If you’ve got an old piano, and you’re not sure what to do with it, give us a call.
IT MAY BE TIME TO DISPOSE OF IT
Pianos don’t live forever, and if you own, or have inherited a piano which is 50+ years, it may be time to dispose of it. This is often a difficult decision, particularly if the piano has been with the family for many years.
It is tempting to resist disposing of a piano when it appears to be functioning properly, and as a result we normally recommend having the piano inspected before deciding between disposal or selling it privately.
However, in many cases where the pianos are at the end of their life span, even a piano that still makes sound likely cannot be returned to standard tuning (meaning it can’t be used to learn on), and there are often many mechanical deficiencies in the action. So even though it may seem like someone can get some use out of it, it’s quite likely going to be more trouble than good for the new owner.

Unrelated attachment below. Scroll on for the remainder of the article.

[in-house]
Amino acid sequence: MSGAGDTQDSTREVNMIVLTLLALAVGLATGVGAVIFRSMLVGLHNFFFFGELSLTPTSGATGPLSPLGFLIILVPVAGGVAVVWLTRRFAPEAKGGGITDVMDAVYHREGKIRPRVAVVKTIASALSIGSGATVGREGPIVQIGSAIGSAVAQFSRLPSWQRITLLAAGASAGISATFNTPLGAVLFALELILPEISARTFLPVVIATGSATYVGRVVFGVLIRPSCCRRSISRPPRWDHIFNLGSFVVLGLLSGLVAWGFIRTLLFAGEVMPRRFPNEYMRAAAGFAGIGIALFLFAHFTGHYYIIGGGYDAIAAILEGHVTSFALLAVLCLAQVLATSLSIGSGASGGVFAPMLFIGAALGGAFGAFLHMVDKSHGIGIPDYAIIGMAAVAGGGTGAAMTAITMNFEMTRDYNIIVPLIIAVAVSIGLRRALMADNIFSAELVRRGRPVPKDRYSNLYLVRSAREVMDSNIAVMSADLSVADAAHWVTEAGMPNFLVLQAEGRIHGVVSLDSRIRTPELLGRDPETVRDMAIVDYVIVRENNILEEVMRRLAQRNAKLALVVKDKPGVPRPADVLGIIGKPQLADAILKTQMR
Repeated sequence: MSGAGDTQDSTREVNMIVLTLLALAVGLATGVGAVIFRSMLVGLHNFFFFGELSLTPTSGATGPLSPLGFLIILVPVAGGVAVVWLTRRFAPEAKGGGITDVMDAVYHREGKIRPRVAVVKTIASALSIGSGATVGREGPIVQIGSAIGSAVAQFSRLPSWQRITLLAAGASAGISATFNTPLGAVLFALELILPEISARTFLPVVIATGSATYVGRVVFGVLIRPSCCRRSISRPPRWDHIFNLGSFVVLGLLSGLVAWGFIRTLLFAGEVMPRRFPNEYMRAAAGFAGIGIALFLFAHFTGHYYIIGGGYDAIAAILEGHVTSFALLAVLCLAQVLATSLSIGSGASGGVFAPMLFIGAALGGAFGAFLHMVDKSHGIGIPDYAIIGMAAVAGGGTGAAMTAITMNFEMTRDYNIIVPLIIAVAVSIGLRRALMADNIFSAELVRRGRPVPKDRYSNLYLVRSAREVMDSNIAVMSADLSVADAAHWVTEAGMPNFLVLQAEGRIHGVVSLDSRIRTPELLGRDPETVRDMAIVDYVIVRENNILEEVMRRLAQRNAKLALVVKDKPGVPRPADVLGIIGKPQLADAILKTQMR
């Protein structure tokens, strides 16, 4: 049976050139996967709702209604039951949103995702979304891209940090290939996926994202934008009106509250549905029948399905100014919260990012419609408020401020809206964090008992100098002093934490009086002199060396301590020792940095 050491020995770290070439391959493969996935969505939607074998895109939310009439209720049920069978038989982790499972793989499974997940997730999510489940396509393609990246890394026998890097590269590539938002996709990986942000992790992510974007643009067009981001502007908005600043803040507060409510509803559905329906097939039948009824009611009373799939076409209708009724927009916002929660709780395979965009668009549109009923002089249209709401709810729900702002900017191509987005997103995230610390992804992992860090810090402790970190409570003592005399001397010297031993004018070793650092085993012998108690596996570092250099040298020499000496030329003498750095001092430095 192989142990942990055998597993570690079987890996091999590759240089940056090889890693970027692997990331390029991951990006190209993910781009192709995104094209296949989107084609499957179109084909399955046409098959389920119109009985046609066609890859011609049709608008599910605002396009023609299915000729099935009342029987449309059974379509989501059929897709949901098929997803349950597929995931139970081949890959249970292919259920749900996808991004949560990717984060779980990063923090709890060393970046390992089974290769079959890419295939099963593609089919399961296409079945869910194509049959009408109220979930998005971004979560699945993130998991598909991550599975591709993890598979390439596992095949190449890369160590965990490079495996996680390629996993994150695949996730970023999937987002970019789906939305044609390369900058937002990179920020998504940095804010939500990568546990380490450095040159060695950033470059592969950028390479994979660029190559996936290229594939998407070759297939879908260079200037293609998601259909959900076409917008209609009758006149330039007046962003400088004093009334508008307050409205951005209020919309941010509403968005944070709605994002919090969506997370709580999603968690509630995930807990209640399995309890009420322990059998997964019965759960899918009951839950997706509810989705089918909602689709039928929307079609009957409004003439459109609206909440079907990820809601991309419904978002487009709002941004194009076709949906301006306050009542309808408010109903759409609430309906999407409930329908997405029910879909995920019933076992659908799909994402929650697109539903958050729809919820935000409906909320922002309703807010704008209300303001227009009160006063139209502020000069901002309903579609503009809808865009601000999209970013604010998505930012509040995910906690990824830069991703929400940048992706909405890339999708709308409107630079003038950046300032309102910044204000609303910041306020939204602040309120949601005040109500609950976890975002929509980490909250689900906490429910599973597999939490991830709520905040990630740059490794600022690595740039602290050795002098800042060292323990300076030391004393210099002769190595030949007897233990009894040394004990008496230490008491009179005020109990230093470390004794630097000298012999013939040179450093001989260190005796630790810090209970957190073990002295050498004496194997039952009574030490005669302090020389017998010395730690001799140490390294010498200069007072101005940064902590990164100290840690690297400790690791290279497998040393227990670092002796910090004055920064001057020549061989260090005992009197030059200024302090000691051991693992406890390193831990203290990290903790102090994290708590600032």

If the piano’s got to go, give us a call and we can help to arrange the disposal of your piano. We can move it with as little as one weeks’ notice, at a competitive rate.
IT MIGHT BE A REBUILD, BUT WITH NO MARKET VALUE
There are times when a customer has a very high quality piano that is in need of so much repairing and restoring that the piano is technically worth nothing, but not appropriate to dispose of. If you believe that you have a piano worth repairing, but you can’t take the piano, or don’t want to invest thousands into a repair, give us a call.
The easiest way to tell if the piano might be worth something is if you recognize the name. Typically, any of the following pianos are worth at least considering a rebuild or repair of:
- Mason & Hamlin
- Grotrian-Steinweg (or just Grotrian)